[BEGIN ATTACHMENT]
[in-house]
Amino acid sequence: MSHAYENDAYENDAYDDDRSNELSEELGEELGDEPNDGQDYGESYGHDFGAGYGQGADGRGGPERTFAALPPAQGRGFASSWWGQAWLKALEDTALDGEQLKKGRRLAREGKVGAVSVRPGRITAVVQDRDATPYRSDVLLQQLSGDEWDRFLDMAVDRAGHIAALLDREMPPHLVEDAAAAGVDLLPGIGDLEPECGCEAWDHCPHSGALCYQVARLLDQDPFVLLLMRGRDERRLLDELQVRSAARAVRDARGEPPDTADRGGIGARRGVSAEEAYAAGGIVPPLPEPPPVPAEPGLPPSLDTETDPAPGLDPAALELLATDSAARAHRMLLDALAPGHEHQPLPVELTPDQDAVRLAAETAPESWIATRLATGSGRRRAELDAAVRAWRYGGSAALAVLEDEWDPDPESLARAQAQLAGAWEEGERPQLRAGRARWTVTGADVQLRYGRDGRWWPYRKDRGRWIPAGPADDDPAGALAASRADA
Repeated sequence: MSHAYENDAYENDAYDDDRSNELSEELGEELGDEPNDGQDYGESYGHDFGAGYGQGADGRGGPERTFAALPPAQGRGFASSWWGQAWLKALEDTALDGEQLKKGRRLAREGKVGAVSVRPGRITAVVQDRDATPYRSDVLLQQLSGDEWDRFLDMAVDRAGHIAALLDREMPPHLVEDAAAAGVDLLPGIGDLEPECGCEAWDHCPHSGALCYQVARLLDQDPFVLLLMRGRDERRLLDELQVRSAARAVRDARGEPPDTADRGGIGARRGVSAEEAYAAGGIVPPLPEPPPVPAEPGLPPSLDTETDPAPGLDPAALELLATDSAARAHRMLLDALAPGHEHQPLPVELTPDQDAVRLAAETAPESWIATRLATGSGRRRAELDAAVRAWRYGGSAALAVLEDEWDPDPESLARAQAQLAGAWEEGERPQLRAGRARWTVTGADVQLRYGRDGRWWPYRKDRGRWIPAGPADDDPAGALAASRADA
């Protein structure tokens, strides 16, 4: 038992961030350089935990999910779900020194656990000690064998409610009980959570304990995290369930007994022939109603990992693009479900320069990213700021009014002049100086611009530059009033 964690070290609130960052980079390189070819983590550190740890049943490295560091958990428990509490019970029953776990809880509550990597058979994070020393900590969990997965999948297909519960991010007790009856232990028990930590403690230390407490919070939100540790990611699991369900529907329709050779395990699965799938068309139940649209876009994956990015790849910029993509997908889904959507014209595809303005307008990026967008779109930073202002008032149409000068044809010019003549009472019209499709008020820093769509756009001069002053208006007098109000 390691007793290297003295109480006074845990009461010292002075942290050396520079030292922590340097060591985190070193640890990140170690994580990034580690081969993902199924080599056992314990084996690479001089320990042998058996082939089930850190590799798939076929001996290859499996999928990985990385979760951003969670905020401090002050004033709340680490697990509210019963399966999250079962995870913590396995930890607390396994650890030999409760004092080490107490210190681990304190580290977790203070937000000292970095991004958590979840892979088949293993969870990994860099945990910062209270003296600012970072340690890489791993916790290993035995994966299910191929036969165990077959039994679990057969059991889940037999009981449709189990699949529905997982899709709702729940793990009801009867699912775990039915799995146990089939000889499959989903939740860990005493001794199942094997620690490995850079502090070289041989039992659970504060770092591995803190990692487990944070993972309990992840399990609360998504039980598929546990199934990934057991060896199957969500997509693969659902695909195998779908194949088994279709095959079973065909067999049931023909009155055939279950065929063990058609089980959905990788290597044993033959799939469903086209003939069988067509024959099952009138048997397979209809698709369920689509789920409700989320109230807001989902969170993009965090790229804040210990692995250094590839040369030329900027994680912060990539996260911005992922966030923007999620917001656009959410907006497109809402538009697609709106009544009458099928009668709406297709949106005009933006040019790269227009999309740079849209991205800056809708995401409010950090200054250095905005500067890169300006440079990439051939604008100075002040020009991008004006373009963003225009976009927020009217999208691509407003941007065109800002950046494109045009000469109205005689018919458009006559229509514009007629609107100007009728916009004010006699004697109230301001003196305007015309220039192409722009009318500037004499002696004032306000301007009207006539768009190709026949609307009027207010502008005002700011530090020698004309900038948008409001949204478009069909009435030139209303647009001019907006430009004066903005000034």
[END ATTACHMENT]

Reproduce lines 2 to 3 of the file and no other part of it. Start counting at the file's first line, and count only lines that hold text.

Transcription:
Amino acid sequence: MSHAYENDAYENDAYDDDRSNELSEELGEELGDEPNDGQDYGESYGHDFGAGYGQGADGRGGPERTFAALPPAQGRGFASSWWGQAWLKALEDTALDGEQLKKGRRLAREGKVGAVSVRPGRITAVVQDRDATPYRSDVLLQQLSGDEWDRFLDMAVDRAGHIAALLDREMPPHLVEDAAAAGVDLLPGIGDLEPECGCEAWDHCPHSGALCYQVARLLDQDPFVLLLMRGRDERRLLDELQVRSAARAVRDARGEPPDTADRGGIGARRGVSAEEAYAAGGIVPPLPEPPPVPAEPGLPPSLDTETDPAPGLDPAALELLATDSAARAHRMLLDALAPGHEHQPLPVELTPDQDAVRLAAETAPESWIATRLATGSGRRRAELDAAVRAWRYGGSAALAVLEDEWDPDPESLARAQAQLAGAWEEGERPQLRAGRARWTVTGADVQLRYGRDGRWWPYRKDRGRWIPAGPADDDPAGALAASRADA
Repeated sequence: MSHAYENDAYENDAYDDDRSNELSEELGEELGDEPNDGQDYGESYGHDFGAGYGQGADGRGGPERTFAALPPAQGRGFASSWWGQAWLKALEDTALDGEQLKKGRRLAREGKVGAVSVRPGRITAVVQDRDATPYRSDVLLQQLSGDEWDRFLDMAVDRAGHIAALLDREMPPHLVEDAAAAGVDLLPGIGDLEPECGCEAWDHCPHSGALCYQVARLLDQDPFVLLLMRGRDERRLLDELQVRSAARAVRDARGEPPDTADRGGIGARRGVSAEEAYAAGGIVPPLPEPPPVPAEPGLPPSLDTETDPAPGLDPAALELLATDSAARAHRMLLDALAPGHEHQPLPVELTPDQDAVRLAAETAPESWIATRLATGSGRRRAELDAAVRAWRYGGSAALAVLEDEWDPDPESLARAQAQLAGAWEEGERPQLRAGRARWTVTGADVQLRYGRDGRWWPYRKDRGRWIPAGPADDDPAGALAASRADA